The Cell

I cried over this today. 

In solitude, I get rid of my scaffolding: no friends to talk with, no telephone calls to make, no meetings to attend, no music to entertain, no books to distract, just me—naked, vulnerable, weak, sinful, deprived, broken—nothing. It is this nothingness that I have to face in my solitude, a nothingness so dreadful that everything in me wants to run to my friends, my work, and my distractions so that I can forget my nothingness and make myself believe that I am worth something. But that is not all. As soon as I decide to stay in my solitude, confusing ideas, disturbing images, wild fantasies, and weird associations jump around in my mind like monkeys in a banana tree. Anger and greed begin to show their ugly faces. I give long, hostile speeches to my enemies and dream lustful dreams in which I am wealthy, influential, and very attractive—or poor, ugly, and in need of immediate consolation. Thus I try again to run from the dark abyss of my nothingness and restore my false self in all its vainglory. The task is to stay in my solitude, to stay in my cell until all my seductive visitors get tired of pounding on my door and leave me alone.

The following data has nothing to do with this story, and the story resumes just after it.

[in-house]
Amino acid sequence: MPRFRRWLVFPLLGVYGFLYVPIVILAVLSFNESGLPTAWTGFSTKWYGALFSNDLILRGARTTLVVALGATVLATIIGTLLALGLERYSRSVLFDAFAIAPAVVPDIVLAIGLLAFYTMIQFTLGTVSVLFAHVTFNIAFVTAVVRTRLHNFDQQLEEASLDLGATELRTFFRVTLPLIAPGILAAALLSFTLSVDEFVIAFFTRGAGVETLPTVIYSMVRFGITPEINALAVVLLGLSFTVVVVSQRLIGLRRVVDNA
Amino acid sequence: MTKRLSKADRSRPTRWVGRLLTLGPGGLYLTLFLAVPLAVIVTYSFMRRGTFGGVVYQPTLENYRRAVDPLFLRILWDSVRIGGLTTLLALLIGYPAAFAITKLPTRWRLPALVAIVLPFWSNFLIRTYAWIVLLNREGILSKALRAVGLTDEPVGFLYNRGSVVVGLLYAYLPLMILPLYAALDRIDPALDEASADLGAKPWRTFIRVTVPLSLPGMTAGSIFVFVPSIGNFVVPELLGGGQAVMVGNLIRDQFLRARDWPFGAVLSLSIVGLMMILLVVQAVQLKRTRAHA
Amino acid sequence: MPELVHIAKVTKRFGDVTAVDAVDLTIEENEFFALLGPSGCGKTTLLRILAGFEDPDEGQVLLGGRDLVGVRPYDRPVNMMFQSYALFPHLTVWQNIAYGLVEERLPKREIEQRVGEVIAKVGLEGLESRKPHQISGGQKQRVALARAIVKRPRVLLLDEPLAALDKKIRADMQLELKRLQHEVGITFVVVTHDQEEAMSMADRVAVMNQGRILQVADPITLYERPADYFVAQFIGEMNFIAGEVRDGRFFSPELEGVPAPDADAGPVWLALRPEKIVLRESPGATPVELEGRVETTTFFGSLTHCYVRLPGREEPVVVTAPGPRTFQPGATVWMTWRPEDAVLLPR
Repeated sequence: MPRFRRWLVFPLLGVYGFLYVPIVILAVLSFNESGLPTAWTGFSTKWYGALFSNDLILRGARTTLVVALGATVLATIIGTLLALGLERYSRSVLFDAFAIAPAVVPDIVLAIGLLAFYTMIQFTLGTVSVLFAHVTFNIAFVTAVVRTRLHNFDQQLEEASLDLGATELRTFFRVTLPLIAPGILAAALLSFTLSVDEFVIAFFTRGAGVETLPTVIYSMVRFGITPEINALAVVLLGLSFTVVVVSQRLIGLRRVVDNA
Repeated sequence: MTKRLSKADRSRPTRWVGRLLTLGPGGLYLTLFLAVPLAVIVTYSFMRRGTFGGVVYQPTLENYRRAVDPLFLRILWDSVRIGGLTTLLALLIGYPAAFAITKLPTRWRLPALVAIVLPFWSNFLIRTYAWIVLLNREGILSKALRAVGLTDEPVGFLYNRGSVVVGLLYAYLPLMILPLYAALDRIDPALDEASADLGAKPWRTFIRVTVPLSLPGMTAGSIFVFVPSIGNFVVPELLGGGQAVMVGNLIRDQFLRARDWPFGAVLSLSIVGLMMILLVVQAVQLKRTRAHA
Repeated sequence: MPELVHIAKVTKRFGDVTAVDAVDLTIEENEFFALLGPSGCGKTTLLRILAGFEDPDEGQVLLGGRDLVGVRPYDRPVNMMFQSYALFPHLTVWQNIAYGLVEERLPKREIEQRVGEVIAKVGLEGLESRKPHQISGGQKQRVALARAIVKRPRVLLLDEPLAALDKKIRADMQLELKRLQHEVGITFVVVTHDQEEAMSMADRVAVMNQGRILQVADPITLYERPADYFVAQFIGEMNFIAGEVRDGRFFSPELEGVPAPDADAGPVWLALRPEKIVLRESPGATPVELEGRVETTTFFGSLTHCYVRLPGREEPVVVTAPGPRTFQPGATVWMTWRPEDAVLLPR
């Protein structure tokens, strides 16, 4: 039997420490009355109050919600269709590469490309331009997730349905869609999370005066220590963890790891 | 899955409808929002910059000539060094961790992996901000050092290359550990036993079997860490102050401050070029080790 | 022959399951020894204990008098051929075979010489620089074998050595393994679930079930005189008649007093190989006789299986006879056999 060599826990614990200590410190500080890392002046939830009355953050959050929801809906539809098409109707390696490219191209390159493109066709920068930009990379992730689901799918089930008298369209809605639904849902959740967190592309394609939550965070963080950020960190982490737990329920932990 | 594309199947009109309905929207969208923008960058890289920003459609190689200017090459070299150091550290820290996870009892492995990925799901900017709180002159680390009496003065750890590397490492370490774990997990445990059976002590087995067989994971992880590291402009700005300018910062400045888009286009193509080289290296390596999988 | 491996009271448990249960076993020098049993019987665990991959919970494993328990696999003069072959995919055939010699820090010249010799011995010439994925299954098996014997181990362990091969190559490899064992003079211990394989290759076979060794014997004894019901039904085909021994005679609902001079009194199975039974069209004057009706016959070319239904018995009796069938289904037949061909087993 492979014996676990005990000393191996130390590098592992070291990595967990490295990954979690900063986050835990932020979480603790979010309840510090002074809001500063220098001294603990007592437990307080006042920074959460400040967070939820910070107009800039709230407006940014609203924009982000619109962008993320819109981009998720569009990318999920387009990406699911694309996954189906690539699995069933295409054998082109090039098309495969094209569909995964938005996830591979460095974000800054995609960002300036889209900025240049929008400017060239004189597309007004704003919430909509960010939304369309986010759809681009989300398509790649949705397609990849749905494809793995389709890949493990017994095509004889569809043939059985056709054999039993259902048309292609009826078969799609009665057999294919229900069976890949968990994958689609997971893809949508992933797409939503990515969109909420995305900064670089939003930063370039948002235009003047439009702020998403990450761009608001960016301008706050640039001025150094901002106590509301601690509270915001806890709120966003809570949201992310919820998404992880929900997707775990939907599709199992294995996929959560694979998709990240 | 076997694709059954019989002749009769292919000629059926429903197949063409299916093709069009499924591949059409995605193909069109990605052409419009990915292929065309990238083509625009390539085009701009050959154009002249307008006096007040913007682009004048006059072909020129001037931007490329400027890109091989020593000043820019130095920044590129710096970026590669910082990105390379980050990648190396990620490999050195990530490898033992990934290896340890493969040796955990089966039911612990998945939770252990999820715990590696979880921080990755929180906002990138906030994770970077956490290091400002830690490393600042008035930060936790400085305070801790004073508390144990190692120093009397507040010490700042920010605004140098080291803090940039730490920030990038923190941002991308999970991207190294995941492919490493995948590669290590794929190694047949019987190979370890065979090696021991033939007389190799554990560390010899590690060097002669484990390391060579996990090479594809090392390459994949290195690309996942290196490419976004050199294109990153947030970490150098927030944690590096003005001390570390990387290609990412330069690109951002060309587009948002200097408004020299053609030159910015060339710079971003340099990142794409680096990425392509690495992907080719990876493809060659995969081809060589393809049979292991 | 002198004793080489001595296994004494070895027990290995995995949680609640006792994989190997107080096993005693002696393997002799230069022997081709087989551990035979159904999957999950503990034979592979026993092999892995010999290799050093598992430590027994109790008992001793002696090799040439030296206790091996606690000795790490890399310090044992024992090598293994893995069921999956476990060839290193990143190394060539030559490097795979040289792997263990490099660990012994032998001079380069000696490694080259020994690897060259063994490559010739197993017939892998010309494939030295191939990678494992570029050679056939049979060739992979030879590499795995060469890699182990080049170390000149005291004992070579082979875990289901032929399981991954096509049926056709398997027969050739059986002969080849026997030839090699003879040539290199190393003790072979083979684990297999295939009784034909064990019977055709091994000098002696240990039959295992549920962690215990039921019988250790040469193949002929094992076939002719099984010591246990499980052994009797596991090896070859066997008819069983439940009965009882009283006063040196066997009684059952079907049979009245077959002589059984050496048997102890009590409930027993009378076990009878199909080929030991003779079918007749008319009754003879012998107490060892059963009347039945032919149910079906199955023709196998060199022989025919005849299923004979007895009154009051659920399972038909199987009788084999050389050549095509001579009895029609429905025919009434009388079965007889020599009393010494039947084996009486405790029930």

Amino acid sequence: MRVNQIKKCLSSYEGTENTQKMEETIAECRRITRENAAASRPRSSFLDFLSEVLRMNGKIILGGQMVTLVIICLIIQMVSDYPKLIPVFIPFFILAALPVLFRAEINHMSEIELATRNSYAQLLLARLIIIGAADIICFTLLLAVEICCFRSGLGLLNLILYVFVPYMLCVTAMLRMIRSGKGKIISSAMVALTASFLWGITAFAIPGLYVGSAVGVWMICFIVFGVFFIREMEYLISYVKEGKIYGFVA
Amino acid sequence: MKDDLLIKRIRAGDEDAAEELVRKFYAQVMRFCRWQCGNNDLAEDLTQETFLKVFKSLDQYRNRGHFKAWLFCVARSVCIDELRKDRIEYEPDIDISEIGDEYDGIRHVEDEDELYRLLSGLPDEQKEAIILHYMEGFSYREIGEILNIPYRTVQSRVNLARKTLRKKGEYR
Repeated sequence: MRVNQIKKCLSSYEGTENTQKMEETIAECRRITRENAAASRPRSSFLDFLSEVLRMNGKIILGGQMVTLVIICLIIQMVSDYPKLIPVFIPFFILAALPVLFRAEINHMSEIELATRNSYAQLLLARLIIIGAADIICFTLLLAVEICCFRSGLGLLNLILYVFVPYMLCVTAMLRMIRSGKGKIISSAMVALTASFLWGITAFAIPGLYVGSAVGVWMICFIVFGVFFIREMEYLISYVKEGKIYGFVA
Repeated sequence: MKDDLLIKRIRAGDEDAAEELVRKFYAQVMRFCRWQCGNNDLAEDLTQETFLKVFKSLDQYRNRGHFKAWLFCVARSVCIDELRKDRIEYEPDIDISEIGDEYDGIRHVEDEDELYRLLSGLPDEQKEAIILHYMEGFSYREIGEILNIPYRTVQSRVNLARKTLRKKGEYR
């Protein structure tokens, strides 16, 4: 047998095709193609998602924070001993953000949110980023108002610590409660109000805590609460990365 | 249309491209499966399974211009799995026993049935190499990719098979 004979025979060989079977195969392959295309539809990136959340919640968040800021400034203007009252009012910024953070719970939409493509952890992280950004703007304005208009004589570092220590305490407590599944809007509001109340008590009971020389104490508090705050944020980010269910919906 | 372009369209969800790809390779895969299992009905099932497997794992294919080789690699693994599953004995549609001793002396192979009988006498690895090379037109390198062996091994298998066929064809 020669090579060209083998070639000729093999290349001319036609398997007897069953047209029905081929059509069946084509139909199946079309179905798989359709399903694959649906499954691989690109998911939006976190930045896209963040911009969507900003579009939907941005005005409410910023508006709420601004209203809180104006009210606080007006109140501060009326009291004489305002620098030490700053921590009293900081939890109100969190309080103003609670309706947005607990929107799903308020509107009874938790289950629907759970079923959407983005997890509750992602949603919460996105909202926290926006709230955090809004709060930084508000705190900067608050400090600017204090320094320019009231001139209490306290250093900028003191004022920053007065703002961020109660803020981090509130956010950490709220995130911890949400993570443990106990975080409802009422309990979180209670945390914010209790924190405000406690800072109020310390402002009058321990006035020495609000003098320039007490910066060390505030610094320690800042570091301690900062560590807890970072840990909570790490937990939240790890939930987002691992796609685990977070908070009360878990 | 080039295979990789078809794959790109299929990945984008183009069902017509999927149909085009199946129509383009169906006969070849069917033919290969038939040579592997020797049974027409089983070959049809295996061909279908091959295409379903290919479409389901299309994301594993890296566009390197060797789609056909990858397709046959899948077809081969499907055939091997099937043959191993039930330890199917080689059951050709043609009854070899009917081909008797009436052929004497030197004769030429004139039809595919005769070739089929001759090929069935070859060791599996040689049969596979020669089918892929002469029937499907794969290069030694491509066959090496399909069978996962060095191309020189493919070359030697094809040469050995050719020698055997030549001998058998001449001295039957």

— Henri Nouwen

Does this relate to you? If not, do you want it to relate to you?

IdentityJake VaydaComment